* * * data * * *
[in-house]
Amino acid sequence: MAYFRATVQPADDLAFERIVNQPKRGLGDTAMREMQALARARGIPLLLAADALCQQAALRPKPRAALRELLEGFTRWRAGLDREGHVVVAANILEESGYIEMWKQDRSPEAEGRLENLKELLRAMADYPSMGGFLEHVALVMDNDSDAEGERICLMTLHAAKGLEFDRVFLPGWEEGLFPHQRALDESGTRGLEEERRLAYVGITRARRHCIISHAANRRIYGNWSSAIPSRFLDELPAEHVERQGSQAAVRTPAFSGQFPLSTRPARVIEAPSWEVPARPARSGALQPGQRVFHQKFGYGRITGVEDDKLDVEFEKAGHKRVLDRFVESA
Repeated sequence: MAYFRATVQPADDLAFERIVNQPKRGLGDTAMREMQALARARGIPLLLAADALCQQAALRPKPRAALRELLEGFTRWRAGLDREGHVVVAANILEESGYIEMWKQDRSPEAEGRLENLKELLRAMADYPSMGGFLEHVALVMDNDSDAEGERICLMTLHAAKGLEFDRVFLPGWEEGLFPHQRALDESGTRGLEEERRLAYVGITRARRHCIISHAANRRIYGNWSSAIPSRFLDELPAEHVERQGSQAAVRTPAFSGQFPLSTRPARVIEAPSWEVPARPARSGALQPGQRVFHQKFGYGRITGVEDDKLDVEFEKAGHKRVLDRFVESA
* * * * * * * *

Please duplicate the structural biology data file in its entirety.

[in-house]
Amino acid sequence: MAYFRATVQPADDLAFERIVNQPKRGLGDTAMREMQALARARGIPLLLAADALCQQAALRPKPRAALRELLEGFTRWRAGLDREGHVVVAANILEESGYIEMWKQDRSPEAEGRLENLKELLRAMADYPSMGGFLEHVALVMDNDSDAEGERICLMTLHAAKGLEFDRVFLPGWEEGLFPHQRALDESGTRGLEEERRLAYVGITRARRHCIISHAANRRIYGNWSSAIPSRFLDELPAEHVERQGSQAAVRTPAFSGQFPLSTRPARVIEAPSWEVPARPARSGALQPGQRVFHQKFGYGRITGVEDDKLDVEFEKAGHKRVLDRFVESA
Repeated sequence: MAYFRATVQPADDLAFERIVNQPKRGLGDTAMREMQALARARGIPLLLAADALCQQAALRPKPRAALRELLEGFTRWRAGLDREGHVVVAANILEESGYIEMWKQDRSPEAEGRLENLKELLRAMADYPSMGGFLEHVALVMDNDSDAEGERICLMTLHAAKGLEFDRVFLPGWEEGLFPHQRALDESGTRGLEEERRLAYVGITRARRHCIISHAANRRIYGNWSSAIPSRFLDELPAEHVERQGSQAAVRTPAFSGQFPLSTRPARVIEAPSWEVPARPARSGALQPGQRVFHQKFGYGRITGVEDDKLDVEFEKAGHKRVLDRFVESA